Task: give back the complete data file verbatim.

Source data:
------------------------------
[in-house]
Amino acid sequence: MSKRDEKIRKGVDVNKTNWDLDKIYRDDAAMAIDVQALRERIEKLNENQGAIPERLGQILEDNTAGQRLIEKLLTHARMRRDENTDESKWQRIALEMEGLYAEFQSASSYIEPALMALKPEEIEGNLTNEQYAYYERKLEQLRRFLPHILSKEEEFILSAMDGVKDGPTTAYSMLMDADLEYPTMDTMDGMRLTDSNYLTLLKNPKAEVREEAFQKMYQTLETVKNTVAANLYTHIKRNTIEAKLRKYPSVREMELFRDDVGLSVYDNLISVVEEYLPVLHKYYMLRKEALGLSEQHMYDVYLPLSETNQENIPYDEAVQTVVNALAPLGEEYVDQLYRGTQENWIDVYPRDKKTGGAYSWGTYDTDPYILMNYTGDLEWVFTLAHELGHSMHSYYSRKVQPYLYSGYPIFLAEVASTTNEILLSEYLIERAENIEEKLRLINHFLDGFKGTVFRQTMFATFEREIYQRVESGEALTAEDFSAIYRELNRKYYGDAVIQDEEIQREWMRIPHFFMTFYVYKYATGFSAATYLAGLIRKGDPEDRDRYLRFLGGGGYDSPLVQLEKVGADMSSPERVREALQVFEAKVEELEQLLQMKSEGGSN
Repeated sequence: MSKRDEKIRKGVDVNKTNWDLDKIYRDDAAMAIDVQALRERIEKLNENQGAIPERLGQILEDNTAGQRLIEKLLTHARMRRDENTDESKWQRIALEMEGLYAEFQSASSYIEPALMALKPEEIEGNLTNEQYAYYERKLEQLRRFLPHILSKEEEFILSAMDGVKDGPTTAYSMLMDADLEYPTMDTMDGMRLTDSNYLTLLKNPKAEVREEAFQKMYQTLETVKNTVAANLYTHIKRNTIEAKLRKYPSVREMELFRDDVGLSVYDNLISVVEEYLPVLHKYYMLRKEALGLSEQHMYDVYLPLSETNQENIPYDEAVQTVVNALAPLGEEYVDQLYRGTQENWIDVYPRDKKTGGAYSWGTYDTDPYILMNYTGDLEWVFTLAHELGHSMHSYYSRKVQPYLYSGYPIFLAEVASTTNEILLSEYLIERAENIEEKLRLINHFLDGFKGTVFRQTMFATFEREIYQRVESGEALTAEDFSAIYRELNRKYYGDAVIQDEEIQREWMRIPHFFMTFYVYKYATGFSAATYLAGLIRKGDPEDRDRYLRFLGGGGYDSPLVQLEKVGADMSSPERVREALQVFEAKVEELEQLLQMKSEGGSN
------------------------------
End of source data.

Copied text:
[in-house]
Amino acid sequence: MSKRDEKIRKGVDVNKTNWDLDKIYRDDAAMAIDVQALRERIEKLNENQGAIPERLGQILEDNTAGQRLIEKLLTHARMRRDENTDESKWQRIALEMEGLYAEFQSASSYIEPALMALKPEEIEGNLTNEQYAYYERKLEQLRRFLPHILSKEEEFILSAMDGVKDGPTTAYSMLMDADLEYPTMDTMDGMRLTDSNYLTLLKNPKAEVREEAFQKMYQTLETVKNTVAANLYTHIKRNTIEAKLRKYPSVREMELFRDDVGLSVYDNLISVVEEYLPVLHKYYMLRKEALGLSEQHMYDVYLPLSETNQENIPYDEAVQTVVNALAPLGEEYVDQLYRGTQENWIDVYPRDKKTGGAYSWGTYDTDPYILMNYTGDLEWVFTLAHELGHSMHSYYSRKVQPYLYSGYPIFLAEVASTTNEILLSEYLIERAENIEEKLRLINHFLDGFKGTVFRQTMFATFEREIYQRVESGEALTAEDFSAIYRELNRKYYGDAVIQDEEIQREWMRIPHFFMTFYVYKYATGFSAATYLAGLIRKGDPEDRDRYLRFLGGGGYDSPLVQLEKVGADMSSPERVREALQVFEAKVEELEQLLQMKSEGGSN
Repeated sequence: MSKRDEKIRKGVDVNKTNWDLDKIYRDDAAMAIDVQALRERIEKLNENQGAIPERLGQILEDNTAGQRLIEKLLTHARMRRDENTDESKWQRIALEMEGLYAEFQSASSYIEPALMALKPEEIEGNLTNEQYAYYERKLEQLRRFLPHILSKEEEFILSAMDGVKDGPTTAYSMLMDADLEYPTMDTMDGMRLTDSNYLTLLKNPKAEVREEAFQKMYQTLETVKNTVAANLYTHIKRNTIEAKLRKYPSVREMELFRDDVGLSVYDNLISVVEEYLPVLHKYYMLRKEALGLSEQHMYDVYLPLSETNQENIPYDEAVQTVVNALAPLGEEYVDQLYRGTQENWIDVYPRDKKTGGAYSWGTYDTDPYILMNYTGDLEWVFTLAHELGHSMHSYYSRKVQPYLYSGYPIFLAEVASTTNEILLSEYLIERAENIEEKLRLINHFLDGFKGTVFRQTMFATFEREIYQRVESGEALTAEDFSAIYRELNRKYYGDAVIQDEEIQREWMRIPHFFMTFYVYKYATGFSAATYLAGLIRKGDPEDRDRYLRFLGGGGYDSPLVQLEKVGADMSSPERVREALQVFEAKVEELEQLLQMKSEGGSN